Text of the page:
When oil prices shot up a few years ago, many transportation and delivery businesses started adding fuel surcharges to their prices. This year, the Airlines’ spend on fuel will drop to $192 billion, from around $204 billion last year. Indisputably, the drop in the cost of oil is a huge factor in the airline industry, where 30 percent of all expenses are for fuel. But airlines, along with other industries with large fuel expenses, have been slow to respond with lower prices: since June the spot prices for jet fuel fell from $2.84/gallon to $1.51/gallon those days. This is the magic about airline pricing in general where each carrier determines what fees to tack on, and they can use those additional revenues to cover any expenses – not just fuel – and we might have a split view of this. Just because fuel prices decline doesn’t mean fares should. But if you as an airline are going to specifically tie a piece of your pricing to fuel under YQ surcharges, then under transparency principle it better go down as well as up.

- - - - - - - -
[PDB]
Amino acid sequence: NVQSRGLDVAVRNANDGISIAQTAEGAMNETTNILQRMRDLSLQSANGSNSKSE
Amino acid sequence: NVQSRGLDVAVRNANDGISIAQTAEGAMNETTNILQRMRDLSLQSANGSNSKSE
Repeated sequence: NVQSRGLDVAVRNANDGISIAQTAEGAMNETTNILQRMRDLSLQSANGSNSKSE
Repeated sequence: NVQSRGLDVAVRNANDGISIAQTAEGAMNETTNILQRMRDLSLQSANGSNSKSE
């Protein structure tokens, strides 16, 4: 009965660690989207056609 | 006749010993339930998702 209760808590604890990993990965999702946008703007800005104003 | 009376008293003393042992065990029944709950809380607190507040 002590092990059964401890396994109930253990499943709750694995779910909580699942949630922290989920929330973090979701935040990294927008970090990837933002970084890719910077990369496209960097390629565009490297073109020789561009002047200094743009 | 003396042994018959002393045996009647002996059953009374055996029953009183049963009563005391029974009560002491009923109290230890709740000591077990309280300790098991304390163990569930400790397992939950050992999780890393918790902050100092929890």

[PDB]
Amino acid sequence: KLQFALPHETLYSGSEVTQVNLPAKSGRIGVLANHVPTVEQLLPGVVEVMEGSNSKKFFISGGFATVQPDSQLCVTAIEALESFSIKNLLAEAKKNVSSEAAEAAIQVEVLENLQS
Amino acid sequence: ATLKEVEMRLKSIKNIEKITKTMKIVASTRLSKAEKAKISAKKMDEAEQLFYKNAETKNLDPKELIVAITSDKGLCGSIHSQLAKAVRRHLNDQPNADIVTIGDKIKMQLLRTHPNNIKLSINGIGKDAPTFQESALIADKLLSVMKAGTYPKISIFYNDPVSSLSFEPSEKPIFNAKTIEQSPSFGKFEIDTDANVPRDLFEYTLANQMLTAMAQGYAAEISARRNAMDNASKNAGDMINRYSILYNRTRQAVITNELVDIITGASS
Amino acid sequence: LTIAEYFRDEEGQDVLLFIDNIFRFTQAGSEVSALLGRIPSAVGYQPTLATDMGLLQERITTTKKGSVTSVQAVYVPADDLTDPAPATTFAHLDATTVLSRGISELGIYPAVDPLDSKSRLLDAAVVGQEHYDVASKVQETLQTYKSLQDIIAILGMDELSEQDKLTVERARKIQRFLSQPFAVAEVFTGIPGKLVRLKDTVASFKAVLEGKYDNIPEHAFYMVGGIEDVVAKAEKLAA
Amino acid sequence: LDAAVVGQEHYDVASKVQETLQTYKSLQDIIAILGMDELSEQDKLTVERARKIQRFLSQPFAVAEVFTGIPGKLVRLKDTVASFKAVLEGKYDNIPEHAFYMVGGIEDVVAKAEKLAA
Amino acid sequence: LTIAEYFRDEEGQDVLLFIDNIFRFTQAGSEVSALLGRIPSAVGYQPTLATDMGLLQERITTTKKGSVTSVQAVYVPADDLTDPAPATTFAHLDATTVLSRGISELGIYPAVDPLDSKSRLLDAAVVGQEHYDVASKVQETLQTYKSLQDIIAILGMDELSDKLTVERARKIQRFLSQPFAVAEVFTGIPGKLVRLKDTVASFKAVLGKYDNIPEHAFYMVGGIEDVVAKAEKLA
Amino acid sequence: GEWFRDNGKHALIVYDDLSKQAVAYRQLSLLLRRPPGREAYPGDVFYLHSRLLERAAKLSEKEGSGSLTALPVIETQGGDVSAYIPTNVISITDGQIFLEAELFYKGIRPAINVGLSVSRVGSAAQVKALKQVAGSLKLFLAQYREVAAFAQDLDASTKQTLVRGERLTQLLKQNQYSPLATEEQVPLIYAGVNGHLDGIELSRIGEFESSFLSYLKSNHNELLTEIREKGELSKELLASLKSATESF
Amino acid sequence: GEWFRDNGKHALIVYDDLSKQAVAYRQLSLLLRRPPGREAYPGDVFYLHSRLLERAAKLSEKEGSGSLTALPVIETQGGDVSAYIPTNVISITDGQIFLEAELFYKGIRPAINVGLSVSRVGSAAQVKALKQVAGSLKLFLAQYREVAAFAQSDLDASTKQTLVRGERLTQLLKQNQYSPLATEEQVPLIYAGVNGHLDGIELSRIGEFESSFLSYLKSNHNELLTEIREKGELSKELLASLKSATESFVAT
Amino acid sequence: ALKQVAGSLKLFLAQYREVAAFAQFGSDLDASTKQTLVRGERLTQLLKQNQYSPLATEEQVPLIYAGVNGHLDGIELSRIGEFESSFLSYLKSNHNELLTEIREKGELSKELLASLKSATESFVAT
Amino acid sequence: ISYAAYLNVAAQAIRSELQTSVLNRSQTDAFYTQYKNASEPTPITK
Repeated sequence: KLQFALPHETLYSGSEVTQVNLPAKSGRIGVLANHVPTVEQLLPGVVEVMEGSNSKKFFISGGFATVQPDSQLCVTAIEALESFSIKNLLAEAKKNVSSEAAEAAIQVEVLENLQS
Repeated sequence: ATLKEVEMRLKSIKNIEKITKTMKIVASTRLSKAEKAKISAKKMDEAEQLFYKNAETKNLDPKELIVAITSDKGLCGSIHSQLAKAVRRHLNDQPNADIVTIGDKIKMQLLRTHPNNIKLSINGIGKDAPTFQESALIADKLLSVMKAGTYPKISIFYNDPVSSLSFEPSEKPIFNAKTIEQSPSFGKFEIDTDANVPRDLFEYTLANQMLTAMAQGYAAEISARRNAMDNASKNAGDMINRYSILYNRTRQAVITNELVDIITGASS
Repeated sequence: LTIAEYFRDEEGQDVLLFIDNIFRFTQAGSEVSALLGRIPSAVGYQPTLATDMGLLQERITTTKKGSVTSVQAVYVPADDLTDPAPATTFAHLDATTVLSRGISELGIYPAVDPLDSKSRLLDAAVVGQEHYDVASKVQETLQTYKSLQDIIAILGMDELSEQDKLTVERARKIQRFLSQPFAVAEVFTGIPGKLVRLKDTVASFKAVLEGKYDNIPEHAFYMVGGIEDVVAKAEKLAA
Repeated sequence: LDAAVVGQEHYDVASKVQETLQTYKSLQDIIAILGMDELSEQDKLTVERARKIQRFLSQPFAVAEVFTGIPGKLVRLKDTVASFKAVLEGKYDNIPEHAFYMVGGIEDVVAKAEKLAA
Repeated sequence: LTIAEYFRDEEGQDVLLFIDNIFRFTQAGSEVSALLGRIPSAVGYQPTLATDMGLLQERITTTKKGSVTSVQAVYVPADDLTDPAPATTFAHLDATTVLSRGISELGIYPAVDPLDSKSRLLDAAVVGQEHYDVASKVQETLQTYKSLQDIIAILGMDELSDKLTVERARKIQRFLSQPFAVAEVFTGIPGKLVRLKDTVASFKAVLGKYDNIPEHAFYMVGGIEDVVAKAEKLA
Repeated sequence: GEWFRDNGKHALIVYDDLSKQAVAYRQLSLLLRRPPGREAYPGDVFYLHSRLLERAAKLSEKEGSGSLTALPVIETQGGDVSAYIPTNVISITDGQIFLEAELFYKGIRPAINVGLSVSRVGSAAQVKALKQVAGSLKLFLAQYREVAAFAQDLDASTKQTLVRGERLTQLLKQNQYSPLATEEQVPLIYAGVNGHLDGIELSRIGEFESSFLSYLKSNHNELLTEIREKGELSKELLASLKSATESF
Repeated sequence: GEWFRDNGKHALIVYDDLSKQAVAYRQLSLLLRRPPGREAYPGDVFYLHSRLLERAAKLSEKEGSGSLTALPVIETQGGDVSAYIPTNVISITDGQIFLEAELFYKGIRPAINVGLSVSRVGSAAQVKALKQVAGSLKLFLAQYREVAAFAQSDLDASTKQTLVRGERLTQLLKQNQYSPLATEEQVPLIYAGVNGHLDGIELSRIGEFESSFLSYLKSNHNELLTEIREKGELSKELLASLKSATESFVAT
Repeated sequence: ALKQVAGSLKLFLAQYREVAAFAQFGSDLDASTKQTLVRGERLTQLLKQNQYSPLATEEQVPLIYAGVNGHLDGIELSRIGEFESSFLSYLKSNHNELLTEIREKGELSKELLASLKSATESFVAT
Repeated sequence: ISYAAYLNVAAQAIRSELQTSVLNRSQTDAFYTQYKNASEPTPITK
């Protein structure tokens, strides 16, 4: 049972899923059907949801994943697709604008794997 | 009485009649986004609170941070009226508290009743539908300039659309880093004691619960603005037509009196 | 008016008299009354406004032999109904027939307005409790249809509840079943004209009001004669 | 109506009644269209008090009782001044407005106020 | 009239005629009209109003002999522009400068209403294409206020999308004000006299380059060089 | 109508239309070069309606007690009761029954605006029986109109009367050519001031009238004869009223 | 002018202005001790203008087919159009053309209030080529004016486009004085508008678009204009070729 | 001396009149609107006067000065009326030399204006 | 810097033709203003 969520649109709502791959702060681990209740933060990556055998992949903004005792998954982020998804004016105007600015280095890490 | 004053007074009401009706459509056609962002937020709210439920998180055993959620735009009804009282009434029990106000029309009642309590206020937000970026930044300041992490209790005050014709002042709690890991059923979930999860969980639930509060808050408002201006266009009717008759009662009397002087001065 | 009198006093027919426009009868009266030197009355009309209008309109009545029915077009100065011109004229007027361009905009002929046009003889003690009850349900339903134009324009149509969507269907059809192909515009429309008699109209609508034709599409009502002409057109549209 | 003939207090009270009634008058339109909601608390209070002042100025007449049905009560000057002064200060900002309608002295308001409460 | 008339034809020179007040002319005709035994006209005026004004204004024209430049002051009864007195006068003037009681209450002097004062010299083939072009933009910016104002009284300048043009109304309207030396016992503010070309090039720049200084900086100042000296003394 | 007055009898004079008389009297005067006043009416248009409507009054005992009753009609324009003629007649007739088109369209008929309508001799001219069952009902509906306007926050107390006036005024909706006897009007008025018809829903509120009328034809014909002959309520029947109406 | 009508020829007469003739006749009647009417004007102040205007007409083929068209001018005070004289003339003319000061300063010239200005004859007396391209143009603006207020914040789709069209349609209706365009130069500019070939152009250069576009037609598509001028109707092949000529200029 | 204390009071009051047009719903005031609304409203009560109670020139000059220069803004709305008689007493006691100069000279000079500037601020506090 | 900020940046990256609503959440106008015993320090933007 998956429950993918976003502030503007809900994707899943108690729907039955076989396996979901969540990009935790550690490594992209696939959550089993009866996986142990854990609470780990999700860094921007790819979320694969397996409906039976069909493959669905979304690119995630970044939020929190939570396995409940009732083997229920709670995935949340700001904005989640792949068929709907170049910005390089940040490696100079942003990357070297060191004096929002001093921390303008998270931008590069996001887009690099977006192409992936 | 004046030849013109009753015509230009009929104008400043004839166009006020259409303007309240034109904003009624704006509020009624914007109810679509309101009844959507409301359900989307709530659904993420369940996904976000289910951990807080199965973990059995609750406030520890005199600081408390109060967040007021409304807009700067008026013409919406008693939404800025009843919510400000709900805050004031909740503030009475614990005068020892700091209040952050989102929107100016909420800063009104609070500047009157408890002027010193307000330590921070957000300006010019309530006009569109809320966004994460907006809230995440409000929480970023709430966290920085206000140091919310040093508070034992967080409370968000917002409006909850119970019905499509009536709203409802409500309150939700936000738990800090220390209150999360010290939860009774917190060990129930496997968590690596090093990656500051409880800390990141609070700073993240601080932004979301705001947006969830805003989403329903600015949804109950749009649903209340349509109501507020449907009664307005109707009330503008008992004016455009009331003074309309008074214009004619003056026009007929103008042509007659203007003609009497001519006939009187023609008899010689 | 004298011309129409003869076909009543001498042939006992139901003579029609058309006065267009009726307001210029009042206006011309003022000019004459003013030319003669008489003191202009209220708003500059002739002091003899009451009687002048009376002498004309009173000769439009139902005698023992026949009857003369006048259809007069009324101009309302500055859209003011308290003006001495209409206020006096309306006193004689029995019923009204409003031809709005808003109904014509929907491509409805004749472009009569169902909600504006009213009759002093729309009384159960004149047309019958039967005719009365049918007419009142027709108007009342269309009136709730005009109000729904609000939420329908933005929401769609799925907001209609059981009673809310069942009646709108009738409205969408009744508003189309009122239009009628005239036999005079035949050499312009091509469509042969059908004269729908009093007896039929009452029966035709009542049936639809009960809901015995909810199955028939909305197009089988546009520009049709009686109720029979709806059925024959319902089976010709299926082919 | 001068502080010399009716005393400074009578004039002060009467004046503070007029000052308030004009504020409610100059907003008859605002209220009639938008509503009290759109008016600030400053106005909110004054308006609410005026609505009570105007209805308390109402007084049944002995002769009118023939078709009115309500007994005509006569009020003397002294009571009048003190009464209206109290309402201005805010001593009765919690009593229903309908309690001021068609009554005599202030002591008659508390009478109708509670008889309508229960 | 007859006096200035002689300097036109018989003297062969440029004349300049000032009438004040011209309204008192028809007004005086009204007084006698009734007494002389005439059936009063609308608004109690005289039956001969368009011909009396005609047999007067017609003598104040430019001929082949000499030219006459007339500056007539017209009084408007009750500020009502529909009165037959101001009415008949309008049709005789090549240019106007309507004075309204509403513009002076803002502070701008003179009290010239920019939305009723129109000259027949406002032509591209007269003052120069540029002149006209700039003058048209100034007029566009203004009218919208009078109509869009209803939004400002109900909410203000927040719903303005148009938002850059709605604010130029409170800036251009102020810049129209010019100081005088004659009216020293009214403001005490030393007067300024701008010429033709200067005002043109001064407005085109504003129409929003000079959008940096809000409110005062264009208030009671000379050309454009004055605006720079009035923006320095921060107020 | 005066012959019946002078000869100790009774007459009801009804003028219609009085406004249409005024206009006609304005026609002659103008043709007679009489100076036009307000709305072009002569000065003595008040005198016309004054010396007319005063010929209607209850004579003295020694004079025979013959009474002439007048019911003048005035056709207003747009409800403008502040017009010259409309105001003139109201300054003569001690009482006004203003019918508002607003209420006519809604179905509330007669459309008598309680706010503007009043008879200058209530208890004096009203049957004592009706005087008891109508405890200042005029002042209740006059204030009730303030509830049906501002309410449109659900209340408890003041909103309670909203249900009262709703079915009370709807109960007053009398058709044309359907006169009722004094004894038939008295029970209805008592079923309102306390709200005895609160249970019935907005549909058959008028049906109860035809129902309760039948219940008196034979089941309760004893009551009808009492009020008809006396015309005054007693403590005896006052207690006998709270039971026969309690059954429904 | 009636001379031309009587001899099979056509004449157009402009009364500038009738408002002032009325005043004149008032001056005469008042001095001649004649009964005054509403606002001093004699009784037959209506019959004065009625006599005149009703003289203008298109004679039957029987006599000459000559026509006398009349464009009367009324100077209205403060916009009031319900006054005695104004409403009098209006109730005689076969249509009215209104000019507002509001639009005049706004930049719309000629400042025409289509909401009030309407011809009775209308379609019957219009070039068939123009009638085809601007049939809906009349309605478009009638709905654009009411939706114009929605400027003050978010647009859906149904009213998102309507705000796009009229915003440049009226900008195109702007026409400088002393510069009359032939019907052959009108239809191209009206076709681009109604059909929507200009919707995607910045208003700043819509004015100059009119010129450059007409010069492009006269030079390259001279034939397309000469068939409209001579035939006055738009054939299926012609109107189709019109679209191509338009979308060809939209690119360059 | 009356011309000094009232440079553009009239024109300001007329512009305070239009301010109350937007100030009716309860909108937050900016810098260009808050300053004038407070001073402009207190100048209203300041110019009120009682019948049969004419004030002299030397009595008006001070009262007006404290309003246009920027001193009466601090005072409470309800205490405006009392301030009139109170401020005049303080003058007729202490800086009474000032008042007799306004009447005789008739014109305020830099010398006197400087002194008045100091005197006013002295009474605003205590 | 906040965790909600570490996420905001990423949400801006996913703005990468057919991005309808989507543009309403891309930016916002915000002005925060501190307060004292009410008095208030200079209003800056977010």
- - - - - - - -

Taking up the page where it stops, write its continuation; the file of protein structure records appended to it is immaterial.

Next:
The general argument that airfare should be pegged to fuel costs (or any cost) makes no sense to me. Airlines should price based on demand for the product and demand is strong right now worldwide and not only for the growing Middle Eastern carriers. During the next downturn, fares will fall regardless of what fuel prices are doing. It’s all based on demand. The response to this is usually, ‘yeah, but airlines blamed fuel prices when they jacked up fares before.’ That is true. But that’s because a business needs to make money. Back in 2007/2008 ($145 a barrel in 2008), that wasn’t possible since spiking fuel prices and depressed economy made things ugly. But fares had to go up quickly so airlines could try to lose as little money as possible. Airlines didn’t increase fares with impunity, however. They had to slash capacity in order to be able to have a level of supply that could support higher fare levels. As the economy improved, capacity slowly increased with fares going higher as well. As you can imagine, when I hear people saying that fares should go down just because fuel prices have gone down, I disagree. But I do draw the line when it comes to fuel surcharges. Airlines have used surcharges in a variety of ways over the years. For the most part, they’re just an easy way to change pricing on a mass scale. But in many cases, we’ve seen airlines call them fuel surcharges. Then we’ve seen some quote along the lines of ‘we didn’t want to increase prices but we had to add a surcharge because the price of fuel is so high.’ If you’re going to specifically tie a surcharge to the price of fuel, then you better damn have it fluctuate as fuel fluctuates. Some airlines agree. Air Asia or Virgin Australia Airlines just eliminated their fuel surcharges. For other like Qatar Airways or Qantas they ditched also their fuel surcharge but it’s going to raise its base fare to offset the cut, basically without any reduction in the ticket fare but much more transparent. For other carriers, in particular Europeans or Americans, the drop in oil prices is too recent to justify removing surcharges or cutting ticket prices, but if the price of a barrel of oil stays around $50 for 12 months, that might be enough… Really? A year? Here we just miss to consider a small detail: as airlines hedge most of their fuel costs, it will take some time for the reduced cost of fuel and many players are not ready to be transparent with their fuel-hedging positions, a strategy close to gambling, especially for those who lose heavily! Anyway, the law of gravity – what goes up, must come down – applies to jetliners. It just doesn’t seem to cover airline surcharges and as we know also other costs have been increasing — costs of labor, cost of aircraft rent, cost of buying new planes. Whether the recent fall in price of oil represents something more significant than just short-term imbalance of global supply and demand remains to be seen, but if it continues, airlines would be motivated to keep their older, fuel-guzzling jets flying for a few more years and delay new orders in hopes of saving money. We can’t yet predict if it will last or how the air carriers will react, but I think now would be an excellent time for caution as something has changed despite very low interest rates… Definitely what is good news for the airlines raises questions for the jet makers which have been riding a wave of demand for the latest fuel-efficient jets, driven in large part by the stubbornly high price of oil… We may be about to enter one of those ‘interesting’ periods in the business again. But as we’ve previously warned, all bubbles eventually burst. Will lower fuel prices burst the narrow-body order bubble? We’ll find out soon.